A systematic review and narrative synthesis of mental imagery tasks in people with an intellectual disability: Implications for psychological therapies

Olivia Mary Hewitt, Craig Steel, Susie A. Hales, Nikita Hayden, Hatice Gundeslioglu, Katherine Tapp, Peter Langdon

Research output: Contribution to journalReview articlepeer-review

Abstract

Mental imagery is recognised for its role in both psychological distress and wellbeing, with mental imagery techniques increasingly being incorporated into psychological interventions. In this systematic review and narrative synthesis (PROSPERO 2021: CRD42021240930), we identify and evaluate the evidence base for the phenomenon and phenomenology of mental imagery in people with intellectual disabilities, to ascertain the applicability of such interventions for this population. Electronic searches of nine databases and grey literature identified relevant publications. Two reviewers independently assessed titles and abstracts of retrieved records (n = 8609) and full-text articles (n = 101) against eligibility criteria. Data were extracted and quality appraised. Forty-onepapers met our eligibility criteria. The quality and designs were variable. Mental imagery was facilitated through ensuring participants understood tasks, providing opportunity to rehearse tasks (including using concrete prompts) and using scaffolding to help participants elaborate their responses. People with intellectual disabilities can engage with mental imagery, with appropriate adaptations, although the associated phenomenology has not been thoroughly investigated. Mental imagery interventions may be useful for people with intellectual disabilities with appropriate modifications.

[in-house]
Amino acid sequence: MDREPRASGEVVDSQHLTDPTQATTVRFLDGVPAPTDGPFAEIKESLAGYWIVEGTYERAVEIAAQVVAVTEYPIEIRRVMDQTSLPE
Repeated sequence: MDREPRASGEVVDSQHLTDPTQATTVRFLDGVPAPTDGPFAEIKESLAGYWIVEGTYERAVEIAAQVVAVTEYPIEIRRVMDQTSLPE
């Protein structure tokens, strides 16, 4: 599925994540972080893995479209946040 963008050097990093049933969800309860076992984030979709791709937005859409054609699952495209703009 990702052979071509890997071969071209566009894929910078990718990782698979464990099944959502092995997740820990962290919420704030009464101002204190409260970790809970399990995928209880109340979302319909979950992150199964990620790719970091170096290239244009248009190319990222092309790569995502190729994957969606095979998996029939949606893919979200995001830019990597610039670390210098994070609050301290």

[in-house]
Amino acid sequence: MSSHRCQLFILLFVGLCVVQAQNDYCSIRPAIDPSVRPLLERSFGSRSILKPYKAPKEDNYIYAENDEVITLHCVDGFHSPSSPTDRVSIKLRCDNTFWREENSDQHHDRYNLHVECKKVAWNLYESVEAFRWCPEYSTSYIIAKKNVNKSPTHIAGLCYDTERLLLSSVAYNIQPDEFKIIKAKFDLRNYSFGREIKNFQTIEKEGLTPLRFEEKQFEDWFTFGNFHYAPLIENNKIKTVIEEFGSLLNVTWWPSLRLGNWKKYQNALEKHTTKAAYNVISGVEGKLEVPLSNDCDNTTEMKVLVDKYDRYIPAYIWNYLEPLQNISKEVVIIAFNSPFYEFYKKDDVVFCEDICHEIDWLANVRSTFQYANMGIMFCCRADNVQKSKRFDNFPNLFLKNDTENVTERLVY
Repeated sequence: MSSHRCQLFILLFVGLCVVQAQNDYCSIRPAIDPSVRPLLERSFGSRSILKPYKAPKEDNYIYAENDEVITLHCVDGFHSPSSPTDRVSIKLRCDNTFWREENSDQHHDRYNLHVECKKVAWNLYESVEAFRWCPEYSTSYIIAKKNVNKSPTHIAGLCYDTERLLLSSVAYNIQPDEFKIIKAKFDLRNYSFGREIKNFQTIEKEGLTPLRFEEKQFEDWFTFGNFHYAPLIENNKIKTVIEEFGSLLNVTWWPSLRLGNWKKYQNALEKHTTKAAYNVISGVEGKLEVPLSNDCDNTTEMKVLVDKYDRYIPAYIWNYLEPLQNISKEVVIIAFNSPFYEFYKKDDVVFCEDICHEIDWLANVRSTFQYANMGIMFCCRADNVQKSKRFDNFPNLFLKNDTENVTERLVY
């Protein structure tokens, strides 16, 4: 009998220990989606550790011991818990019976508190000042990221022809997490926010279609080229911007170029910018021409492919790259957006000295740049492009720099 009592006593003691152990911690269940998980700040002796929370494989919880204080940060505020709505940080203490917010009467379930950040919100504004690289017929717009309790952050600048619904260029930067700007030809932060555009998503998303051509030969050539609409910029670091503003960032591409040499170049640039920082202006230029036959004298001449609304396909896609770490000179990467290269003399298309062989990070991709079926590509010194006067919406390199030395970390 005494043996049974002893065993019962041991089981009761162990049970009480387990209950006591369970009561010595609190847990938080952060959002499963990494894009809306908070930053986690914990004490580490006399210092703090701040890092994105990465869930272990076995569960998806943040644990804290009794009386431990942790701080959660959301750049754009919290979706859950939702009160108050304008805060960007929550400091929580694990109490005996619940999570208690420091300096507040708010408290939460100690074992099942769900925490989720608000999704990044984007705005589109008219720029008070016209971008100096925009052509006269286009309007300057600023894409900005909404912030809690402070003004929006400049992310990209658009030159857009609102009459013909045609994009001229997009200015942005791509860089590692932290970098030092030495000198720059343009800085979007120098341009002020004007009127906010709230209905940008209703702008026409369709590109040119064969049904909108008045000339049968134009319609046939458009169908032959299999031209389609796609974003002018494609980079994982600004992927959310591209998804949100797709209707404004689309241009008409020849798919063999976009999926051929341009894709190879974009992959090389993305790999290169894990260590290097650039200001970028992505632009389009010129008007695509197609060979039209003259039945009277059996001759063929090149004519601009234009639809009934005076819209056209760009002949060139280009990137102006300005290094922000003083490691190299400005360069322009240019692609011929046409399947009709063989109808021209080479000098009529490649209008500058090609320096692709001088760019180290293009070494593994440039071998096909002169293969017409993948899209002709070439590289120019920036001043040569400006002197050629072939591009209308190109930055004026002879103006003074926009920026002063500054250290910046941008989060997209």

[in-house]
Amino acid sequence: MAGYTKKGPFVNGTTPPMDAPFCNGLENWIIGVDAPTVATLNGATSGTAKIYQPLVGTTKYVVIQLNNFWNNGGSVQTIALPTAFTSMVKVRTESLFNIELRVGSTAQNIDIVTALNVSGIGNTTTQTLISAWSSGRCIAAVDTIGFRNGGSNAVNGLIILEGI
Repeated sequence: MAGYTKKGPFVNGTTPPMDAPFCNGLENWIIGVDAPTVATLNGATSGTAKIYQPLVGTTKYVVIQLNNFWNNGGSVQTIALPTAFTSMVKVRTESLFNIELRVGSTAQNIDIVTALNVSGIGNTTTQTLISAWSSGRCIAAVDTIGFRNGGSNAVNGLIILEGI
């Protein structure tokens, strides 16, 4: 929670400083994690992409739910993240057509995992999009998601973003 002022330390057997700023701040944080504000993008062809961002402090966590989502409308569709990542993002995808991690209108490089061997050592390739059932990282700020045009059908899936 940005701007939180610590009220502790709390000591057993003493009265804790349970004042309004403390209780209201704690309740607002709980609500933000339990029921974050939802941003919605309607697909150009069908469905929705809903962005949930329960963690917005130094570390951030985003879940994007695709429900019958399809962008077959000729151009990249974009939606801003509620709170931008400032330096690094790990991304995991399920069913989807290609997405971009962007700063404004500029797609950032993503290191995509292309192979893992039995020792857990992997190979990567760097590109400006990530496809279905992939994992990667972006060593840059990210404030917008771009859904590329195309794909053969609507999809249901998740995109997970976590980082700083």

Original languageEnglish
Article number102178
JournalClinical Psychology Review
Volume96
Early online date11 Jun 2022
DOIs
Publication statusPublished - Aug 2022
Externally publishedYes

Keywords

  • Cognitive behavioural therapy
  • Intellectual disability
  • Mental imagery
  • Narrative synthesis
  • Phenomenology
  • Psychotherapy

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